Governor Scott Walker Explains “Why I’m Fighting in Wisconsin”

March 10, 2011; Source: Wall Street Journal | Nonprofits know that the ostensible budget battle in Wisconsin isn't just about the state budget and isn't just about unions' collective bargaining rights. What the Democrat-less Wisconsin state senate did late on Wednesday evening, stripping public sector unions of their collective bargaining rights, revealed that the Republicans weren't just thinking about the budget.

But eliminating budget language from the bill, Republican state senators were able to convene the senate to vote on union collective bargaining rights. They couldn't have voted without some Democrats present to achieve a larger quorum needed for a budget bill.

The animus toward the unions and collective bargaining is about the unions – which are 501(c) organizations, by the way – not about the money. At the state level, the unions have already agreed to concessions on their pensions and health insurance, exactly as Governor Scott Walker wanted, but that clearly wasn't enough. The governor's op-ed in the Wall Street Journal explains that he wanted more, based on concerns that unions were negotiating with localities without offers of givebacks or concessions and that collective bargaining by the public sector unions would prevent public agencies from making work rule reforms.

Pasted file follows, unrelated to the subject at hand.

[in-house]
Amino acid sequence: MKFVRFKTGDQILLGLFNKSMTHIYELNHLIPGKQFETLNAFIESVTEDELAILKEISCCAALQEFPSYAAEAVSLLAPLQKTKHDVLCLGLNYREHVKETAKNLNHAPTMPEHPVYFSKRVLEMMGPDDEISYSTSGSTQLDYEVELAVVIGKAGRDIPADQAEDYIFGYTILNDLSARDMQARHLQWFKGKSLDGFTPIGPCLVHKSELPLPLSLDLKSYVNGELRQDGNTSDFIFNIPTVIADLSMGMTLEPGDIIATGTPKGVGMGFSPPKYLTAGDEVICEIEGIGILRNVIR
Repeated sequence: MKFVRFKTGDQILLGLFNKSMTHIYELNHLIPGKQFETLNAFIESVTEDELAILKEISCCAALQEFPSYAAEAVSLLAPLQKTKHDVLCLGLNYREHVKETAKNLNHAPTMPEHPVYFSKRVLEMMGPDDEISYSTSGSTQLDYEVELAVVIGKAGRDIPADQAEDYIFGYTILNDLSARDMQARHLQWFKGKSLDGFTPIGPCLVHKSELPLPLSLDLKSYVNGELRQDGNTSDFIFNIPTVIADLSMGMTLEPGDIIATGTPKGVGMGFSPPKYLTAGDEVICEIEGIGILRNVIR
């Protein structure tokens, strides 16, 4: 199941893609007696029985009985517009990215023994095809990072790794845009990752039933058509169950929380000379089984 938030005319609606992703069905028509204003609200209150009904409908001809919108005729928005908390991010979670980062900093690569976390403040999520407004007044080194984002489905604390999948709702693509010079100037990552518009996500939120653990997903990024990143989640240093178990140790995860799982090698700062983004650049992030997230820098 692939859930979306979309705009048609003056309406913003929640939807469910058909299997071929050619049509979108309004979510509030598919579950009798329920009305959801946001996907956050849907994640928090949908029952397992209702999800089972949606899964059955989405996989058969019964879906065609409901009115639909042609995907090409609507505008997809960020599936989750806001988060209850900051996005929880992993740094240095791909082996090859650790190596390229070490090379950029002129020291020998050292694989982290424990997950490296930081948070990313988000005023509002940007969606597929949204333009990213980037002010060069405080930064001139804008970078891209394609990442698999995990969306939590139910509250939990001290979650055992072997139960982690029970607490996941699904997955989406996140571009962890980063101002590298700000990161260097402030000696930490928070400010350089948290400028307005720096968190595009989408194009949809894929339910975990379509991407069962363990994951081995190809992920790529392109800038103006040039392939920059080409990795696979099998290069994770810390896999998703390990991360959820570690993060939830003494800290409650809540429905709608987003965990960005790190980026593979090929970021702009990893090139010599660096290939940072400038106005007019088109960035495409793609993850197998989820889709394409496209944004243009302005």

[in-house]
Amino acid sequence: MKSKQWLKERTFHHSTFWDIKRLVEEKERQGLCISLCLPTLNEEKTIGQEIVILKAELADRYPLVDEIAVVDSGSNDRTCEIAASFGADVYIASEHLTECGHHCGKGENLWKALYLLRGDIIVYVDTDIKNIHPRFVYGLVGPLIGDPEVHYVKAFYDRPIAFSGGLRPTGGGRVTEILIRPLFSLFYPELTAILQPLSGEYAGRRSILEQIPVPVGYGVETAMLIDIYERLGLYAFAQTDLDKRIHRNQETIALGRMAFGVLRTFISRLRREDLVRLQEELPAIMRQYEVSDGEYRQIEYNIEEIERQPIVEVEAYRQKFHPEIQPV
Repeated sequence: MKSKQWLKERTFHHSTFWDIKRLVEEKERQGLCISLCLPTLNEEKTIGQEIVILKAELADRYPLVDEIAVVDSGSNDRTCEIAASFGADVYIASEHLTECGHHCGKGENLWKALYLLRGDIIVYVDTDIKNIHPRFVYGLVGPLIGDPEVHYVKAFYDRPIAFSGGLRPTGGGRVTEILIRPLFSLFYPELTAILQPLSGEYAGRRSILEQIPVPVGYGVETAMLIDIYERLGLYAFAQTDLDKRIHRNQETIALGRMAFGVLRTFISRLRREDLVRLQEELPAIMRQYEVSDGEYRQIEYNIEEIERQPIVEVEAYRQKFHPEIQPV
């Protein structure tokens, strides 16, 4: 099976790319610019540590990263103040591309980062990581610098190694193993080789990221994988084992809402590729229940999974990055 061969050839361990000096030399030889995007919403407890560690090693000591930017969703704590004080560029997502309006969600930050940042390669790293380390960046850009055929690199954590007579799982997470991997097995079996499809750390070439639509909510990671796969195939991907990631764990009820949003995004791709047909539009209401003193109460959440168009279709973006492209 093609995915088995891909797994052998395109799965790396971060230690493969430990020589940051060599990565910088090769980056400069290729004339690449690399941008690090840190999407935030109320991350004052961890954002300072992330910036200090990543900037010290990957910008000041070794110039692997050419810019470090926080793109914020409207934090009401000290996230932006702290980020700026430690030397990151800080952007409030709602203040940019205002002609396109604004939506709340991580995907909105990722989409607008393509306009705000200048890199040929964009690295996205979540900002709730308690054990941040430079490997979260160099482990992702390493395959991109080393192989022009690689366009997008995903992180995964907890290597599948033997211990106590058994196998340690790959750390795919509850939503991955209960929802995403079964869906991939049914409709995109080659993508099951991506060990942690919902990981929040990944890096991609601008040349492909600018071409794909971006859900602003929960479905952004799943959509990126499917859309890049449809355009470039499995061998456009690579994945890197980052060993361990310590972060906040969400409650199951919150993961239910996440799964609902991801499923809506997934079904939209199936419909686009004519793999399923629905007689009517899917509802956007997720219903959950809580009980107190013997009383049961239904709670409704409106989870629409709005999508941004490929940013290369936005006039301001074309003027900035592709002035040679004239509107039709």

Walker poses the issue in terms of the threat of "mass teacher layoffs" if the unions aren't stopped from collective bargaining, and he suggests that the unions are responsible for layoffs of talented teachers like one young woman in the Milwaukee Public School system. Unlike his Republican Senate colleagues, Walker is still referring to his "budget-repair bill", but that's long gone. The Senate whacked union rights, the governor lauded the Senate's late night, no-public-notice action, and the assembly is debating its companion piece to the senate's action as this is being written.

No matter where one stands on what workers should or shouldn't contribute to pensions and health insurance, there are some points that are important for nonprofits here: 1. If governors and legislatures are going to use the veneer of "budget" to achieve a reduction in workers' hard-won collective bargaining rights, it suggests that some portion of the nation's debate over budget deficits is a ruse, and nonprofits ought to be fighting budget cuts in critical public and human services harder than ever; and 2. If legislative committees can meet with almost no notice to shove through legislation to strip one category of 501(c) organizations of their rights and privileges, the same could be done to 501(c)(3)s if a similar ideological juggernaut were to arise. Governor Walker may be "Fighting in Wisconsin"; nonprofits should be as well.—Rick Cohen